The aim is to understand the ion conduction mechanism in polymer electrolytes with added nanoparticles and/or ionic liquid. In "ordinary" polymer electrolytes it has been shown that the ionic conductivity is closely related to the segmental polymer dynamics and the conduction mechanism is reasonably well understood. However, in the case of nanocomposite polymer electrolytes (i.e. with added nanoparticles) and polymer gel electrolytes (i.e. with an added low molecular weight solvent) the conduction mechanism and the role of polymer dynamics are less understood. The reason for this is partly the difficulty to use dielectric spectroscopy to determine the segmental polymer relaxation, due to that it becomes hidden in the strong conductivity contribution. However, we have now improved the method to accurately subtract the dc conductivity in the imaginary part of the permittivity, and in that way make the otherwise hidden polymer dynamics visible. Thus, it will now be possible to determine the role of segmental polymer dynamics for the conduction process also in these types of polymer based electrolytes. The findings are expected to provide insights into how the conduction mechanism is altered compared to "ordinary" polymer electrolytes and how mechanical and conductivity properties can be optimized in future solid electrolytes for electrochemical applications. This implies that the project should contribute to the long-term goal of "green" energy and a sustainable society.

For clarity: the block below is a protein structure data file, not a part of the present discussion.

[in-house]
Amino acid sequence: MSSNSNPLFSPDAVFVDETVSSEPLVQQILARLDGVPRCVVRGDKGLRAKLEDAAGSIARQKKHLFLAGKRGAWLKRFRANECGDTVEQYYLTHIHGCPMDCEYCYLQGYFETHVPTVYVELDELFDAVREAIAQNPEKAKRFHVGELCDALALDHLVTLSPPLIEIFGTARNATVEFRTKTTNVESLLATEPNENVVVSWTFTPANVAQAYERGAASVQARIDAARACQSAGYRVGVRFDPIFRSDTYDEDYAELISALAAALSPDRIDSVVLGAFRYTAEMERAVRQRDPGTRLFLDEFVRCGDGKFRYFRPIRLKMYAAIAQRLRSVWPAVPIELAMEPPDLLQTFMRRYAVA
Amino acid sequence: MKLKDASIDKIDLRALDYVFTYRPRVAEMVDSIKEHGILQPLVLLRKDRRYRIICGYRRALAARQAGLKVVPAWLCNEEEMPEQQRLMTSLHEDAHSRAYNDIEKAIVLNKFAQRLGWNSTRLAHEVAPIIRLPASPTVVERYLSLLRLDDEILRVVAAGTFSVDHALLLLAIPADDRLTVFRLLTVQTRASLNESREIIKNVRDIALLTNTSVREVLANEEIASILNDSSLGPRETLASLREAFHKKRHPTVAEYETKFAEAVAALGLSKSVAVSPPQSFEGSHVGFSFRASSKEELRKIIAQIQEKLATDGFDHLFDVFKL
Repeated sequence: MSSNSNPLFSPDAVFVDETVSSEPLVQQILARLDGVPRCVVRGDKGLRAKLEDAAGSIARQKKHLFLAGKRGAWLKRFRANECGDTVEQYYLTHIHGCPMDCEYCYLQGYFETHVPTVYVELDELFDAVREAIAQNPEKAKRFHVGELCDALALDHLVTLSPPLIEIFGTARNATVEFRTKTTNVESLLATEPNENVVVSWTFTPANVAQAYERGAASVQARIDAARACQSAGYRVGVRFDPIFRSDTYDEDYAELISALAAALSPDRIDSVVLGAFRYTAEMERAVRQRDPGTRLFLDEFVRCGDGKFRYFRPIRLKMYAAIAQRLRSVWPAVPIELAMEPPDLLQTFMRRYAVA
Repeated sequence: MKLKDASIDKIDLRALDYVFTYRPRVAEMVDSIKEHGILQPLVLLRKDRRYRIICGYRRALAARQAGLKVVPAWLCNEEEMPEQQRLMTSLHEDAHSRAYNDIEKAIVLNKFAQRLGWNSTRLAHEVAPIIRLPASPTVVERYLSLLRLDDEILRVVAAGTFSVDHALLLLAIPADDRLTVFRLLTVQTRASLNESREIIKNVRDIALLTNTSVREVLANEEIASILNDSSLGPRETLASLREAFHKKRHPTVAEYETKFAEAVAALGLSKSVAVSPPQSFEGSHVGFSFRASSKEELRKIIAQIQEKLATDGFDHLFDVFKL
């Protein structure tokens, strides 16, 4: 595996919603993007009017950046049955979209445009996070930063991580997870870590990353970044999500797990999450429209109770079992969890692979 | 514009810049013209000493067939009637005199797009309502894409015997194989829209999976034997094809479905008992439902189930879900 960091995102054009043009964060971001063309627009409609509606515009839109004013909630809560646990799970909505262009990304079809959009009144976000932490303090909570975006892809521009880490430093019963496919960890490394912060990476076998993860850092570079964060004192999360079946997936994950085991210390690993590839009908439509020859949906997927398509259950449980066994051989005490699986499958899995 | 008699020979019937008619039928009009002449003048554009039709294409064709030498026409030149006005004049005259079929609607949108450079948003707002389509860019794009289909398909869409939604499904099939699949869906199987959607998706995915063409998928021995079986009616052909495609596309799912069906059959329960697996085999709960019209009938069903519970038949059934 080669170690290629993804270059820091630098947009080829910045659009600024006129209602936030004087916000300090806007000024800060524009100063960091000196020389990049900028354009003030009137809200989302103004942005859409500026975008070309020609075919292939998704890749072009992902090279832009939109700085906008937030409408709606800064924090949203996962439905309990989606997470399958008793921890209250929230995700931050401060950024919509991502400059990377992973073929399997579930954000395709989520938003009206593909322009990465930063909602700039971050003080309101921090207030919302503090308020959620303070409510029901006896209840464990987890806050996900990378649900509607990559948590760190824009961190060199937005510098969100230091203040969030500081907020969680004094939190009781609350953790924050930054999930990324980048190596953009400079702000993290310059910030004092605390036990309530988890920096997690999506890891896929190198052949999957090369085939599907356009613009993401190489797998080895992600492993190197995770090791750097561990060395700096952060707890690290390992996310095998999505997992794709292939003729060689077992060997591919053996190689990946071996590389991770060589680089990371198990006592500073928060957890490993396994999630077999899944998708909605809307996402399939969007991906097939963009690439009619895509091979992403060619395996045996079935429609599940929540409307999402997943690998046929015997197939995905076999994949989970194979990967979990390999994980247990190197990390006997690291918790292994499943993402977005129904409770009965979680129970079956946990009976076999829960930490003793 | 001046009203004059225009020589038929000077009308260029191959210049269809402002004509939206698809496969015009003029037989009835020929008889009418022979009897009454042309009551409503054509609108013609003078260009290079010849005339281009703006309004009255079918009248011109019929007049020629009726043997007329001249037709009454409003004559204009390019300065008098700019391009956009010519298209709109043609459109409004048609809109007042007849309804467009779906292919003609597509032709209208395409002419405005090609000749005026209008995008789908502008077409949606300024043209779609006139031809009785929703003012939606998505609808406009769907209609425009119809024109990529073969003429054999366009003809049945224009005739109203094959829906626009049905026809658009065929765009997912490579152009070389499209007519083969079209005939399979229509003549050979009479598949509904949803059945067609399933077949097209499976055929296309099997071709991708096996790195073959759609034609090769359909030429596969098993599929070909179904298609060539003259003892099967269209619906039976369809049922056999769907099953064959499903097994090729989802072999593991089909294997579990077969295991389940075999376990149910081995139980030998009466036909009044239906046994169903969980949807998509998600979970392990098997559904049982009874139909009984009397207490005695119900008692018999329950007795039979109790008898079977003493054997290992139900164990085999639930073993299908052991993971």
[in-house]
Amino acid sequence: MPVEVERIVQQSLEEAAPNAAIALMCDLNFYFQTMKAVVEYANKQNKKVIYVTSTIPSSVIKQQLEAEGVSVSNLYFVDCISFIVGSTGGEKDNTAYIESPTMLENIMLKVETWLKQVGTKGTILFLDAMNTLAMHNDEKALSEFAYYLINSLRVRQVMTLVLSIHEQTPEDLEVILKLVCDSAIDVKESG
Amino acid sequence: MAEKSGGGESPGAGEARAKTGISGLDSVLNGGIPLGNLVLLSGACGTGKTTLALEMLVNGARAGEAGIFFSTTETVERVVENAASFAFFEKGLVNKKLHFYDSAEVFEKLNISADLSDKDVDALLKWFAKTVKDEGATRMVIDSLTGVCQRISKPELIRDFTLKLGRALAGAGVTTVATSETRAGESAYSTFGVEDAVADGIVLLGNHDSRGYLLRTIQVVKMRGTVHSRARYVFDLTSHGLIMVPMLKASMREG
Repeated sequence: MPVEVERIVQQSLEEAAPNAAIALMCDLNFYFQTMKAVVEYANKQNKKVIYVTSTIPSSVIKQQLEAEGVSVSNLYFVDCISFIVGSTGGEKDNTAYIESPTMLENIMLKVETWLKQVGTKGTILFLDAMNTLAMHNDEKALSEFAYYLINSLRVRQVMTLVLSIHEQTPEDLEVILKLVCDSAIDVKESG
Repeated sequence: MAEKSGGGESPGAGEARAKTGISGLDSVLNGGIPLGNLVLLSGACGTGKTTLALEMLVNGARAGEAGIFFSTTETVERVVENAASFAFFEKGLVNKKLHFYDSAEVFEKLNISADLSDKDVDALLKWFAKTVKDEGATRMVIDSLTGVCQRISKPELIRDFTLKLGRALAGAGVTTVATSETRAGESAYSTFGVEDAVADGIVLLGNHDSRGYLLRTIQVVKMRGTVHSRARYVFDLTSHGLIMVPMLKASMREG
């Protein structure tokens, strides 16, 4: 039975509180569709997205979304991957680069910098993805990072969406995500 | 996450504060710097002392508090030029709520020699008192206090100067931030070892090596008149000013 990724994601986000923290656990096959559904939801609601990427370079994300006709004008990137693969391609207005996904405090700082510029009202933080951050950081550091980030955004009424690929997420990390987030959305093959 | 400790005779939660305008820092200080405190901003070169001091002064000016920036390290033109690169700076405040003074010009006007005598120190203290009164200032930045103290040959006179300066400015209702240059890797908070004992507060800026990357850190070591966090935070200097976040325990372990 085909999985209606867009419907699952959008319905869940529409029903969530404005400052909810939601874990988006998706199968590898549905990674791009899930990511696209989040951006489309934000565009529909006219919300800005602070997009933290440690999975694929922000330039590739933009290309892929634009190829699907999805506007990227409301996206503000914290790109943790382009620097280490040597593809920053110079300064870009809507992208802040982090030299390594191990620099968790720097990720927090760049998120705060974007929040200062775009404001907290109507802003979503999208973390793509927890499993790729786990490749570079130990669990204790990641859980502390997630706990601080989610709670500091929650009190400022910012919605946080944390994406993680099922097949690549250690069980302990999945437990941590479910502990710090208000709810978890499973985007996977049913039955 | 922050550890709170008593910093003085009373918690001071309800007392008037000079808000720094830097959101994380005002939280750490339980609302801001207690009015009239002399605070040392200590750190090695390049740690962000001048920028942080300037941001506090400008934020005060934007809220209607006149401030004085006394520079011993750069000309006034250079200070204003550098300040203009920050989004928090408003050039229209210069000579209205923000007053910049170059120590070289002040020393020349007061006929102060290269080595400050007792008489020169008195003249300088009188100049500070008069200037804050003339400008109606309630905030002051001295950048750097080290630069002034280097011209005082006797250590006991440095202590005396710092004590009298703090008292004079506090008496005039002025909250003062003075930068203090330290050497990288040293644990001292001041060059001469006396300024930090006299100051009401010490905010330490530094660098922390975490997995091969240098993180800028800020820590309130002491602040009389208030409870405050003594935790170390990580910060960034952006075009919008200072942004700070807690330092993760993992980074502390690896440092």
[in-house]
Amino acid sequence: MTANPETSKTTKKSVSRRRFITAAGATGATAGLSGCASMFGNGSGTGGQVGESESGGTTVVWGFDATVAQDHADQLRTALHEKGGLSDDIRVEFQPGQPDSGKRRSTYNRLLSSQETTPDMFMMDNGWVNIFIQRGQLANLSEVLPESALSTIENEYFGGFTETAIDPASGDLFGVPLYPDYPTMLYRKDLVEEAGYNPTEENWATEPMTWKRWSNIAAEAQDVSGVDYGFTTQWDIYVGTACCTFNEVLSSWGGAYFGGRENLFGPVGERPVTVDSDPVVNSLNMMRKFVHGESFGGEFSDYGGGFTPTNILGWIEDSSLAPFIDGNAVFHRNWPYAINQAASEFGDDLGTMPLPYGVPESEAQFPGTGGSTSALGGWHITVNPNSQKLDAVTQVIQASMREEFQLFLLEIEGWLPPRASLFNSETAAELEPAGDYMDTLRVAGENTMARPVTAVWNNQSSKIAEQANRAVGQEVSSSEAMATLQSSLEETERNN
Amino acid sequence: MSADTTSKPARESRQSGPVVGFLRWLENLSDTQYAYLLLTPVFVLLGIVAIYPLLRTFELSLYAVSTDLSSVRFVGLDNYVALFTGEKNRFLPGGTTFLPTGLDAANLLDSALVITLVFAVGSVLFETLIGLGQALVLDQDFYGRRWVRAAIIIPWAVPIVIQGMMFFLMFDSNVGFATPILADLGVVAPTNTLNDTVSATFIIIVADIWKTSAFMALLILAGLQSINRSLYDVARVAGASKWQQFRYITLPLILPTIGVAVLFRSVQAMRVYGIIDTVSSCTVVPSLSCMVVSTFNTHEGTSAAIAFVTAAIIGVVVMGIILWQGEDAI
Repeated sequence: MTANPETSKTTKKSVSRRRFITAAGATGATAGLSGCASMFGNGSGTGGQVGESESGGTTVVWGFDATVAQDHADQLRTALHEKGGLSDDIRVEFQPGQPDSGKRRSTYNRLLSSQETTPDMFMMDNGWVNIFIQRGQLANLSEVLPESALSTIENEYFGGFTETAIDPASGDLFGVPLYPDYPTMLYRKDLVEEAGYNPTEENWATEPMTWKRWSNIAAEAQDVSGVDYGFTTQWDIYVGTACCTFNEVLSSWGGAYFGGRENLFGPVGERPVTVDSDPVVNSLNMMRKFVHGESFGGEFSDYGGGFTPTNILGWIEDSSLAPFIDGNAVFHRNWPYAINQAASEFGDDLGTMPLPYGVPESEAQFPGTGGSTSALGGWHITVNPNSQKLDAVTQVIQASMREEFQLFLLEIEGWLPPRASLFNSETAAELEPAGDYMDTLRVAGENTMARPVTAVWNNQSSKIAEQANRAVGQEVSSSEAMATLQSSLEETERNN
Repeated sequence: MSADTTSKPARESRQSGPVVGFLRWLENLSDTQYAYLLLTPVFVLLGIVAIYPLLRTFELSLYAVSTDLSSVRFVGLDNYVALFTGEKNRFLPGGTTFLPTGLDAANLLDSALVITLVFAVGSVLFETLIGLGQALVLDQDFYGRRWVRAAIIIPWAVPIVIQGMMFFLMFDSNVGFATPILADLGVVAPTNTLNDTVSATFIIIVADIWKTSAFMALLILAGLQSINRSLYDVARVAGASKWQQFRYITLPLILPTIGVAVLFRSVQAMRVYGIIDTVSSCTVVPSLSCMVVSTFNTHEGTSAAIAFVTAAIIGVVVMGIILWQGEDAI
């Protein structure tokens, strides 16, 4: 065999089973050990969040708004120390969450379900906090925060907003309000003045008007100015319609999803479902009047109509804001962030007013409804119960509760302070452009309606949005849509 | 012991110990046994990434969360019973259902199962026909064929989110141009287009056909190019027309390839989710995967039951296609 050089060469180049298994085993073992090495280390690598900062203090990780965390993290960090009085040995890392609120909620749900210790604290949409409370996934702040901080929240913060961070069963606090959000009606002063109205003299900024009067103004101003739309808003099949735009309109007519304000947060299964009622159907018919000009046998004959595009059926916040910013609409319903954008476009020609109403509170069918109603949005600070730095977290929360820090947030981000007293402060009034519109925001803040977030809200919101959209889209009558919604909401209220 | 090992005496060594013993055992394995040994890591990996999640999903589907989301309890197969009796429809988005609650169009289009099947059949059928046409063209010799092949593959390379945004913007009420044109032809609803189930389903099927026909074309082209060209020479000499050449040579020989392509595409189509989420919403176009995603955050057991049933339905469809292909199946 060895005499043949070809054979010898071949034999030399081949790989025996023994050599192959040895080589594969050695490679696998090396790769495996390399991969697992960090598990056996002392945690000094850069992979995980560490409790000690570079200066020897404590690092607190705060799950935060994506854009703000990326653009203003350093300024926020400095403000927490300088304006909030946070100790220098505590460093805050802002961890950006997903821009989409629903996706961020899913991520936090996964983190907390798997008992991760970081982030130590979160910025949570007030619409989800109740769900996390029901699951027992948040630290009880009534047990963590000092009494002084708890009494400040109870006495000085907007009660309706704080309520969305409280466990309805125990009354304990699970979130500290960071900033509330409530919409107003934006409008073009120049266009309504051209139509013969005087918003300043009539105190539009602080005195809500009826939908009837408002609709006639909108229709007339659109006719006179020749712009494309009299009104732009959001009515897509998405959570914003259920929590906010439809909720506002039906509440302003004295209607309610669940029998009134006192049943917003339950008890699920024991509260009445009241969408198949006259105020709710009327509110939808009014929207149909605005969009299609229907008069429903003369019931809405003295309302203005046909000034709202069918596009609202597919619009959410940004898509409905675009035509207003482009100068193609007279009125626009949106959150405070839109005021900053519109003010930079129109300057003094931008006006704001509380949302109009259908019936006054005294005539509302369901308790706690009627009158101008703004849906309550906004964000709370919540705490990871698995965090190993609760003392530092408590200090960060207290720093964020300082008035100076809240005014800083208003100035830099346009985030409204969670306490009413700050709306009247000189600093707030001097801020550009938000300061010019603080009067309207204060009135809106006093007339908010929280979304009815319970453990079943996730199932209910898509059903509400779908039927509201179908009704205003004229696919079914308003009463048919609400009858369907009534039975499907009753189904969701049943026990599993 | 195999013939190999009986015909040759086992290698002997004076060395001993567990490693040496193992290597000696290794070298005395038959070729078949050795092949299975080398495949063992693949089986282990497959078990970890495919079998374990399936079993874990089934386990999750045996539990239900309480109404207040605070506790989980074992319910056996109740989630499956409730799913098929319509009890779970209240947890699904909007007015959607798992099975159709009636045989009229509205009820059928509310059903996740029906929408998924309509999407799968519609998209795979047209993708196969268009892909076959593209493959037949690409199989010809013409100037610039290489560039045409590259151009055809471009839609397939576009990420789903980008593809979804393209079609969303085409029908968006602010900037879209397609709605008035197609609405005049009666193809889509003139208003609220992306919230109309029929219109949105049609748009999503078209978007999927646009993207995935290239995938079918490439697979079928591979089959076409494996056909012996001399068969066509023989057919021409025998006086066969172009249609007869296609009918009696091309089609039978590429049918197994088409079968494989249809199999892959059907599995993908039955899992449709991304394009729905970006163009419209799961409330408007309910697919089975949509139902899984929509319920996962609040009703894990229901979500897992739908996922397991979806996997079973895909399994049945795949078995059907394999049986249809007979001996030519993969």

Professor at Applied Physics, Condensed Matter Physics
Funding years 2012–2014